The Role of Social Media in Non-Disclosure Agreements

Like Facebook and Instagram, social media are prime sources of tell-all diaries. When you’re upset with your ex and tell it on Facebook or post degrading photos on Instagram, you risk harming your spouse. For example, a woman can rant on Facebook about how her husband gets drunk every night and terrorizes her and the kids, and before you know it, his employer wants an explanation. A police officer, CEO, or other person entrusted with public safety and personal financial protection can lose their jobs over disparaging social media posts. Likewise, a woman shamed and ridiculed by her husband on social media could suffer cyber-harassment and embarrassment, jeopardizing her community standing and employment. Social media rants can also affect divorce proceedings and harm children. Bearing this in mind, some choose to utilize the non-disclosure agreement as a mechanism for maintaining confidentiality in the digital age.

Cases in Which an NDA May Not be Necessary

For some people, an NDA is not necessary. Their jobs are not those that they could lose by poor public perception. Some people have little to lose with their private lives on display, no reputation that needs to be clean or businesses to protect. They have no children to fight over or criminal records to keep secret, and the divorce, if there is one, is anticipated to be amicable. Perhaps both parties respect privacy and so are not the types to air dirty laundry on social media. Some people don’t use social media. Those married couples may not feel the need for an NDA going into marriage or somewhere along the road in their marriage.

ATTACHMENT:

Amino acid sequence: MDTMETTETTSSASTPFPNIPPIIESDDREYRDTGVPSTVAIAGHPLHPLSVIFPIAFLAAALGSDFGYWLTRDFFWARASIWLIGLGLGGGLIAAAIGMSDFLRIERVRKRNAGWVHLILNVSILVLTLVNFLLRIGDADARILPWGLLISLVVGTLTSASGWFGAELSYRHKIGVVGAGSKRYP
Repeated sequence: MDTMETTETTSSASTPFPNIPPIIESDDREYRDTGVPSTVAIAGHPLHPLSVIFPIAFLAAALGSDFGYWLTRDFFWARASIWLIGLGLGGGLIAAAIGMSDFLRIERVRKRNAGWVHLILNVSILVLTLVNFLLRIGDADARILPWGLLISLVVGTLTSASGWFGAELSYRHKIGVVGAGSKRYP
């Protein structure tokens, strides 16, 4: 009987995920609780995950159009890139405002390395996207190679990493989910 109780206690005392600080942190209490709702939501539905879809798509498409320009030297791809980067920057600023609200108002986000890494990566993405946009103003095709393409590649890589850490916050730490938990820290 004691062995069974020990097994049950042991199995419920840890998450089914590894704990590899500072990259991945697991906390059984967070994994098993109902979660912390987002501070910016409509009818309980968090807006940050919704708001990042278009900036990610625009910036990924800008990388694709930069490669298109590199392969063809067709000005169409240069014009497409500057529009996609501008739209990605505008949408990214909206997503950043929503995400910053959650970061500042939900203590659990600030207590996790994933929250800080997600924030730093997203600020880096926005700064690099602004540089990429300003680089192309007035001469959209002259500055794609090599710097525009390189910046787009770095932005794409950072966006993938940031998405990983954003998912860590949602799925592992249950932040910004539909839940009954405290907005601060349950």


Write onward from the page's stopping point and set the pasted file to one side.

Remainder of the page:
Importance of Nondisclosure Agreements in Divorce in Monmouth and Ocean County, NJNon-Disclosure Agreement Enforceability in NJ Marital Cases

New Jersey honors NDAs in contemplation of marriage that are not against public policy (N.J.S.A. 37:2-34(h)), and the parties fully disclosed all relevant details affecting the agreement. All NDAs must be legally enforceable contracts and specific. All contracts, including NDAs, must be between two willing parties who can enter into contracts. Since contracts are voluntary meetings of the mind, those who exercise undue influence over another or commit fraud to get the other spouse to sign an NDA cannot expect to enforce their agreement. Fraud and undue influence invalidate a contract. Not disclosing important facts or the incapacity of a party to the agreement also invalidate it. Minors and those mentally impaired or otherwise incompetent to understand the nature of a contract may not legally enter an NDA.

Contact our Family and Divorce Lawyers for Help Preparing Your Non-Disclosure Agreement in Toms River, NJ

To ensure your NDA is enforceable, choose a family lawyer with experience handling NDAs to draft one for your specific situation and needs. You want to make sure that the terms are not vague, contrary to public policy, or are so one-sided that a judge would throw them out. Also, you want to make sure that the terms are fully legal so you are not infringing on your spouse’s First Amendment rights to free speech or other legal rights.

An experienced family law attorney at Bronzino Law Firm knows what can and cannot be included in an NDA to ensure its legitimacy. Our divorce and family lawyers have vast experience handling non-disclosure agreement drafting, reviews, negotiations, enforcement, and all aspects of NDA’s on behalf of clients in Neptune, Toms River, Brick, Freehold, Middletown, Red Bank, Rumson, Wall, Holmdel, Sea Girt, and throughout Ocean and Monmouth County. Consult with a reputable family lawyer at our firm who cares about doing the best possible job for your NDA needs.

We can assist you immediately by calling (732) 812-3102 or requesting a free consultation online.